Guam – The 23erd Annual Miconesian Fair has drawn thousands of island residents to Ypao Beach Park this weekend to take in the sites and sound, but most of all the flavors of our region.
The theme of the Fair this year is “Celebrating The Tastes of Micronesia.”
The Fair features foods and crafts, dances and music from Yap, Pohnpei, Palau, Kosrae, the Marshell Islands and the Marianas.
Click here for the Stage Schedule of the fair.
Registry gets a boost from fair
By Laura Matthews • Pacific Sunday News • October 17, 2010
Representatives from the office of Sen. Ben Pangelinan were at the 23rd Guam Micronesia Island Fair yesterday, taking the names of people eligible for the Decolonization Registry.
The fair wraps up today at Ypao Beach Park in Tumon.
“Our goal is to register individuals, but also to continue to raise awareness and consciousness for the registry to be completed in order for us to move forward in the decolonization plebiscite,” said Pangelinan, who’s running for re-election. “This is our effort and our contribution.”
The 23rd Legislature created the Commission on Decolonization and made it responsible for the implementation and exercise of Chamorro self-determination. The commission set a date for a plebiscite in which Chamorros could vote on a preference for political status — statehood, independence or free association. The plebiscite has yet to be held.
The commission also is tasked to collect a registry of people who meet the definition of Chamorro — those who were made U.S. citizens by the Organic Act of Guam in 1950 and their descendants.
In 2008, there were more than 10,000 people registered under that definition, according to Pacific Sunday News files. The total number of Chamorros on the registry must be equivalent to at least 75 percent of all registered voters. This year, the Guam Election Commission has 49,811 registered voters, which means the registry would need more than 37,000 people.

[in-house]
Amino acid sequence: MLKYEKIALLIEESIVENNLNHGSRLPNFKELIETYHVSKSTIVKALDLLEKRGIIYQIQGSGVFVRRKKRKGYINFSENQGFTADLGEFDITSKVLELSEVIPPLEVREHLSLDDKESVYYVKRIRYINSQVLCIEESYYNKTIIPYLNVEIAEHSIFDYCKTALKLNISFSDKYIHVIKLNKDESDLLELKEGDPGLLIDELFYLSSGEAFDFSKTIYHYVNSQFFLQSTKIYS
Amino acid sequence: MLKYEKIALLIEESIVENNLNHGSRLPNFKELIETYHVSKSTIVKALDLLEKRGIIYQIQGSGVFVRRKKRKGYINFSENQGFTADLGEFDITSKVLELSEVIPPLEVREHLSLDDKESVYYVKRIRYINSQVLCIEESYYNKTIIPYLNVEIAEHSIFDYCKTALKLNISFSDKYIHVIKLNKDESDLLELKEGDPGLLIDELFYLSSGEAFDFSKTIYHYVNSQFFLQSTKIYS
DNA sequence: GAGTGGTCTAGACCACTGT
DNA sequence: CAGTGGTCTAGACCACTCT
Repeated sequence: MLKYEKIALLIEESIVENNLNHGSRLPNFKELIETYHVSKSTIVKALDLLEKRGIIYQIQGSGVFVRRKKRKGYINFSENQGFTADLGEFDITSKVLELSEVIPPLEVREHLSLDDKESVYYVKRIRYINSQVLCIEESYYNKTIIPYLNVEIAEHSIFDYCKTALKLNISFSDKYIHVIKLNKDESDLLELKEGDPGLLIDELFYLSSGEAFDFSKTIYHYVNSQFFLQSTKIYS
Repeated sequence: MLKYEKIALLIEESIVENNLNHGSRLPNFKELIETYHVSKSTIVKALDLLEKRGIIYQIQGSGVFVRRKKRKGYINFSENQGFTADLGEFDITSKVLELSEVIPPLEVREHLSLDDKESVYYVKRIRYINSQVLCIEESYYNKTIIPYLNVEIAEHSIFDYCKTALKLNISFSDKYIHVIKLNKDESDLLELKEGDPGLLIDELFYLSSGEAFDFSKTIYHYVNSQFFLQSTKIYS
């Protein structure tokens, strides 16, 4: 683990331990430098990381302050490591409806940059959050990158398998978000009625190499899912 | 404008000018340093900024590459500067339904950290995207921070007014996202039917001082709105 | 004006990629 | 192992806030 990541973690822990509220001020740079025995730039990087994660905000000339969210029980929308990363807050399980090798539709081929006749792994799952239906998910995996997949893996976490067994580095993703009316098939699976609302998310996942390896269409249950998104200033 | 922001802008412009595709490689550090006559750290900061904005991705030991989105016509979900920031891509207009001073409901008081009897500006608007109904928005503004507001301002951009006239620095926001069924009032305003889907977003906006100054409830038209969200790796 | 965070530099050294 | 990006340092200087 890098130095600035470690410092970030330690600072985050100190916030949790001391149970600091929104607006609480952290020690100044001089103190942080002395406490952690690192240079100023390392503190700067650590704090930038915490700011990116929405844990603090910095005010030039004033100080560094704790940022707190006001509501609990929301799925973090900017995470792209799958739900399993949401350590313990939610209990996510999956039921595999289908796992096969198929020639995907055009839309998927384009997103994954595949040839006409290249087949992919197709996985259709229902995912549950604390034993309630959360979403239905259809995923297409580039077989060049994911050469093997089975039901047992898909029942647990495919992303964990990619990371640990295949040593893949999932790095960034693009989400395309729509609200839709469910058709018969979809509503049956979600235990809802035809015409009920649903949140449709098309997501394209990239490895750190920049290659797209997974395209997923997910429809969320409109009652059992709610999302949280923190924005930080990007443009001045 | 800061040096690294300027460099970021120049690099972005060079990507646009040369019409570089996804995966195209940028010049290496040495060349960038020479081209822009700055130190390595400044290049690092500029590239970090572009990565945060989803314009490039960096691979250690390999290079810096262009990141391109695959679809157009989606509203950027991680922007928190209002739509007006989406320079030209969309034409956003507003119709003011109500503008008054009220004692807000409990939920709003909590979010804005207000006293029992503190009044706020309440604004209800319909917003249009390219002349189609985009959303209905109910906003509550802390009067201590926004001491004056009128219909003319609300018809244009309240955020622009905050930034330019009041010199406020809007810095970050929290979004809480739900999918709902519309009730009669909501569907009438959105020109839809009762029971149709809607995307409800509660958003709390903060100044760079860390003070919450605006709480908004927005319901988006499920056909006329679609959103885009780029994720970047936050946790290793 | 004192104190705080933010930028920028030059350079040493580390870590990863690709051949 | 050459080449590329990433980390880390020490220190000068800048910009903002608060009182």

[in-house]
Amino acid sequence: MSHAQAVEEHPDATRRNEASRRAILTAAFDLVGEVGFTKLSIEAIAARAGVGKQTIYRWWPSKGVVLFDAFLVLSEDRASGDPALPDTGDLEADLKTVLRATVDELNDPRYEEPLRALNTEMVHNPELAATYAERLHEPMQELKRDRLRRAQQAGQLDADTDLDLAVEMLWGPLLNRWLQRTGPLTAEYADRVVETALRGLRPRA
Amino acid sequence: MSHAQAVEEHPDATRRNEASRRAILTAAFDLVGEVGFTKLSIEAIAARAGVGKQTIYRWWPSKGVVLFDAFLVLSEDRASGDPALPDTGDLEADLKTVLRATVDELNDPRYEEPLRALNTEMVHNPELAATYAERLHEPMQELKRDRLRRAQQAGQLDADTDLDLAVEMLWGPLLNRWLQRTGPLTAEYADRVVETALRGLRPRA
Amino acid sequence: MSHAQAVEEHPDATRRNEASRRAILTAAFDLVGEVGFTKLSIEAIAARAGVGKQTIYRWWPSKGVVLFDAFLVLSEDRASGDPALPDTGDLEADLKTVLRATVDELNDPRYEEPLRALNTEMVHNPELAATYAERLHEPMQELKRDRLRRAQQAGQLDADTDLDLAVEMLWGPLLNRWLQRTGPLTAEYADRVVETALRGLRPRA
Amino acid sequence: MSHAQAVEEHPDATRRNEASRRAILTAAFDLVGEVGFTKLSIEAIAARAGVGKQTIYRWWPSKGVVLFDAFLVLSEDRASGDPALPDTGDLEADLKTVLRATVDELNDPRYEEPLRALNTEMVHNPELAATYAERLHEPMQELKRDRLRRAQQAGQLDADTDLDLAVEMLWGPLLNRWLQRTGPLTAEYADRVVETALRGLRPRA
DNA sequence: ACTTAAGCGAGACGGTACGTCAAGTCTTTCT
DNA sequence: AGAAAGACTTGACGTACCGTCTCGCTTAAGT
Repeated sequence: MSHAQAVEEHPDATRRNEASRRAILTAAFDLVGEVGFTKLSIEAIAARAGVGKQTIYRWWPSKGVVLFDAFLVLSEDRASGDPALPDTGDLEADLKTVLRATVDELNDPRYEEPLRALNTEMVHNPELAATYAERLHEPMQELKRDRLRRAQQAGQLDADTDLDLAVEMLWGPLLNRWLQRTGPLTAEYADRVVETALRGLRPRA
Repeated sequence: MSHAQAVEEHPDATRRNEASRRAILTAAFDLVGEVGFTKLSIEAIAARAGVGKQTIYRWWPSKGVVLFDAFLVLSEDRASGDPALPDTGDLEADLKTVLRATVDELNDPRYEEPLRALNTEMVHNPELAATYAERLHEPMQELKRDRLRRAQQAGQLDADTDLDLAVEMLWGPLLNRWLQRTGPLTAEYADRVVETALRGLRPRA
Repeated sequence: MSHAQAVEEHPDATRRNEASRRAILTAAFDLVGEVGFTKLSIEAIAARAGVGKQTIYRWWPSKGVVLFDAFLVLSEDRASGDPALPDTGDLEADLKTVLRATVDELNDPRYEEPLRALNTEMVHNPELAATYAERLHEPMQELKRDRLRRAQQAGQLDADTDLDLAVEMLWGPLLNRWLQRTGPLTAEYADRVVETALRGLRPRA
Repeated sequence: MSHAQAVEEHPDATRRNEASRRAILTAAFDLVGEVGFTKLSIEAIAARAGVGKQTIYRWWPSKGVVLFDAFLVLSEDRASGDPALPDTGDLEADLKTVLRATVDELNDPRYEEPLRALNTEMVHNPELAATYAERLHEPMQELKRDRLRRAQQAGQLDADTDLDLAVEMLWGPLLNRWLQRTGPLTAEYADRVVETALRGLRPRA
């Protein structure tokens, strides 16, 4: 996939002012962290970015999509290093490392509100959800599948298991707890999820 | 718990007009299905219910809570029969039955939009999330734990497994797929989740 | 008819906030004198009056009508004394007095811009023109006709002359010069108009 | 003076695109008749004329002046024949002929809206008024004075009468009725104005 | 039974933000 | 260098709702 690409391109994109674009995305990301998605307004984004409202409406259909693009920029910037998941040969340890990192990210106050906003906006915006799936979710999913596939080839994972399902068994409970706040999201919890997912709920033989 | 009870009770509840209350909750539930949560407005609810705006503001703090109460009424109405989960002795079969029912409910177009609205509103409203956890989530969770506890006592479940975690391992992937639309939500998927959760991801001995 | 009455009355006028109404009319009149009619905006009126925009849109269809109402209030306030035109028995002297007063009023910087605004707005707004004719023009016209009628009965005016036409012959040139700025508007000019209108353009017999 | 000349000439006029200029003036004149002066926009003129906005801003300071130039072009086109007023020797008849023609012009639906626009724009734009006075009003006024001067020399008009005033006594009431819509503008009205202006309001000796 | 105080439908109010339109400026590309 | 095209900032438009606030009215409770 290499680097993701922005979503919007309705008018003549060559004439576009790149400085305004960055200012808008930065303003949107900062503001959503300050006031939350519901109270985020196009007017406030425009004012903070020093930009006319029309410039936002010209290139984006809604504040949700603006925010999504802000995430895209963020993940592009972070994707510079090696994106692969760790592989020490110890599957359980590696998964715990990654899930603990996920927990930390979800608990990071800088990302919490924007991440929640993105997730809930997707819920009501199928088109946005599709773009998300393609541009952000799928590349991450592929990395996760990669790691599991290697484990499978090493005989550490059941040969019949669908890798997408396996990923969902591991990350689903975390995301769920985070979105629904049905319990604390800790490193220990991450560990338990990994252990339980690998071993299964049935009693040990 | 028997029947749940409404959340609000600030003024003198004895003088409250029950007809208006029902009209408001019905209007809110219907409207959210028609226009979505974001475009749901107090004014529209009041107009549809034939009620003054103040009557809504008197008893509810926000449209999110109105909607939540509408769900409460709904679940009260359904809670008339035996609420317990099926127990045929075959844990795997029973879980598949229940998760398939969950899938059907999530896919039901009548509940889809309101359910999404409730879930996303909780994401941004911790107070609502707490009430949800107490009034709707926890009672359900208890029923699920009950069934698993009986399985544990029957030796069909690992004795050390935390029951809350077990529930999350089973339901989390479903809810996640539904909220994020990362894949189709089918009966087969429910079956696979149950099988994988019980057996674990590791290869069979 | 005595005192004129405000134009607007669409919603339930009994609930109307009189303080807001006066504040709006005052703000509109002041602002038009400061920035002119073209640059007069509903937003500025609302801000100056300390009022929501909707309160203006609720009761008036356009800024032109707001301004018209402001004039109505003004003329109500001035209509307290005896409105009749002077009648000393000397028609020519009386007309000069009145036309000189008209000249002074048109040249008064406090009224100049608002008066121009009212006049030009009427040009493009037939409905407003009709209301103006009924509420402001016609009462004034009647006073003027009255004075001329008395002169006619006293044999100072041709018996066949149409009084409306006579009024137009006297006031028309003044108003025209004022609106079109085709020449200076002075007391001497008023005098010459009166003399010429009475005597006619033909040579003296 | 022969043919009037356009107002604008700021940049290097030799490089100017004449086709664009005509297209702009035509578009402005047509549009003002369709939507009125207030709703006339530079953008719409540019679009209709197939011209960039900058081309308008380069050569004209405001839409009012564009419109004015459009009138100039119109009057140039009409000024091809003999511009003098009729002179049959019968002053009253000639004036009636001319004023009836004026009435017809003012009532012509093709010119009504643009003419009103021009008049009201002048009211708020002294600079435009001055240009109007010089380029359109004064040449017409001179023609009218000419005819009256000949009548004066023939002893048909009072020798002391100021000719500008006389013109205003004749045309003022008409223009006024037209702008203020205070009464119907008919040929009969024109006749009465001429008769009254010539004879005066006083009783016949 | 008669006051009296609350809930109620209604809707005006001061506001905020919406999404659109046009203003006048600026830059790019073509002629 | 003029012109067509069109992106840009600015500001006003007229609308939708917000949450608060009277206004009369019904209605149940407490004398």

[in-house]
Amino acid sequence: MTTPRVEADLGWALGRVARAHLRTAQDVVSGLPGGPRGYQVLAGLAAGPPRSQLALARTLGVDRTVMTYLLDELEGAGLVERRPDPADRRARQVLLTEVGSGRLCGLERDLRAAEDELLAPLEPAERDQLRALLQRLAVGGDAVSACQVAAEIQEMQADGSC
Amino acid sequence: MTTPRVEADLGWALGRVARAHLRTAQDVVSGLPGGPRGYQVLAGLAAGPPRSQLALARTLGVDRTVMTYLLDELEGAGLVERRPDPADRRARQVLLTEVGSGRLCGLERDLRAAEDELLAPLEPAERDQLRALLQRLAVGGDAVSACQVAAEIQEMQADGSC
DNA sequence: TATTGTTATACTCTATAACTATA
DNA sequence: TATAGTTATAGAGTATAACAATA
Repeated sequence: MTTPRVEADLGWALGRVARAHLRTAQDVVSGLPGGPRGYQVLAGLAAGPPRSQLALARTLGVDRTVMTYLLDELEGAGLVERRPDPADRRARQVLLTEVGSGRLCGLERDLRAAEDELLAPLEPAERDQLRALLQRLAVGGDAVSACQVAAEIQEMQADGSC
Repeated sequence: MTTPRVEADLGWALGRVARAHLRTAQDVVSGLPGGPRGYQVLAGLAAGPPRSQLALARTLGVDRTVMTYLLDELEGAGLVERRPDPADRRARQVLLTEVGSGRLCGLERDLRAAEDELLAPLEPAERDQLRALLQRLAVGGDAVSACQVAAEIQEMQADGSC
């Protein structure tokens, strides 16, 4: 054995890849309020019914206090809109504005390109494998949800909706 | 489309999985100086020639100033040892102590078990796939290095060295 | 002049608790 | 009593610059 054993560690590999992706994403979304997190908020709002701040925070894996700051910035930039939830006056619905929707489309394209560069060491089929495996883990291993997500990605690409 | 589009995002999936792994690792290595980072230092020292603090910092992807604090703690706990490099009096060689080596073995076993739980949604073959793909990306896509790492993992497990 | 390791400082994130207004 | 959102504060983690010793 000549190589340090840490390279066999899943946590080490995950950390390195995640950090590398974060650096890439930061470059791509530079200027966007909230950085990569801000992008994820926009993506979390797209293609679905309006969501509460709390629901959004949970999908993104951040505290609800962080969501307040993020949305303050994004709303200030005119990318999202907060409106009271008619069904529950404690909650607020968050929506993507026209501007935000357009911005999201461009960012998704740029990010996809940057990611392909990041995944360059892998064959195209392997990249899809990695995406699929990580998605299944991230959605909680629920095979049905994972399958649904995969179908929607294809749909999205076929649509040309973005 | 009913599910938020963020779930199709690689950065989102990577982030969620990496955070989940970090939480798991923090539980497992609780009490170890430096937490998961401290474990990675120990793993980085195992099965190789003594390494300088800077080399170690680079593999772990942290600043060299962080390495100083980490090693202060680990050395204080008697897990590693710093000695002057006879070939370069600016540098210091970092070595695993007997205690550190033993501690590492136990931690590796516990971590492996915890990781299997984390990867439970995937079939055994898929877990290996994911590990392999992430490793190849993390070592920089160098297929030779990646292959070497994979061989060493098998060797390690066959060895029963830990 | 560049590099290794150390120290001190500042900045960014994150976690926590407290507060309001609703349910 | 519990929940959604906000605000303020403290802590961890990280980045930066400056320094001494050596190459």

“We’ve been doing this now for a couple of years and we continually push,” said Pangelinan, who is running for re-election. “If we meet it, it will mean that we will have, then, the opportunity to move forward in setting where the Chamorro will be in the future. We all have a place in this world, no matter what size we are.”
Frank Cruz, from Barrigada, registered more than a year ago. He said it pleases him to see the senator and his representatives are taking an active role in trying to add more people to the Chamorro registry.
“I say it’s about time. I think just having a place where people can go sign up isn’t enough,” Cruz said. “You have to go out to reach the people. We’ve been talking about self-determination for a long time and nothing is happening.”
The fair is a way to bring all the Micronesian islands together to share their different cultures. The theme this year is “Celebrating The Tastes of Micronesia.” The participating islands are Guam, Saipan, Rota, Tinian, the Republic of Palau, Yap, Pohnpei, Kosrae and the Republic of the Marshall Islands.
Representatives from each of the island showcased their food, dances, dress and arts, which captivated both tourists and locals who were in attendance. Traditional methods of food preparation also were displayed.
Herman Semes, a business adviser from Pohnpei, said he has been attending the fair for years and keeps coming back not only for business, but also the island experience.
“It’s very exciting and it’s a good time to bring everybody from the islands to enjoy the Micronesian spirit,” Semes said. “Off-islanders can appreciate how island people live and the products we live on.”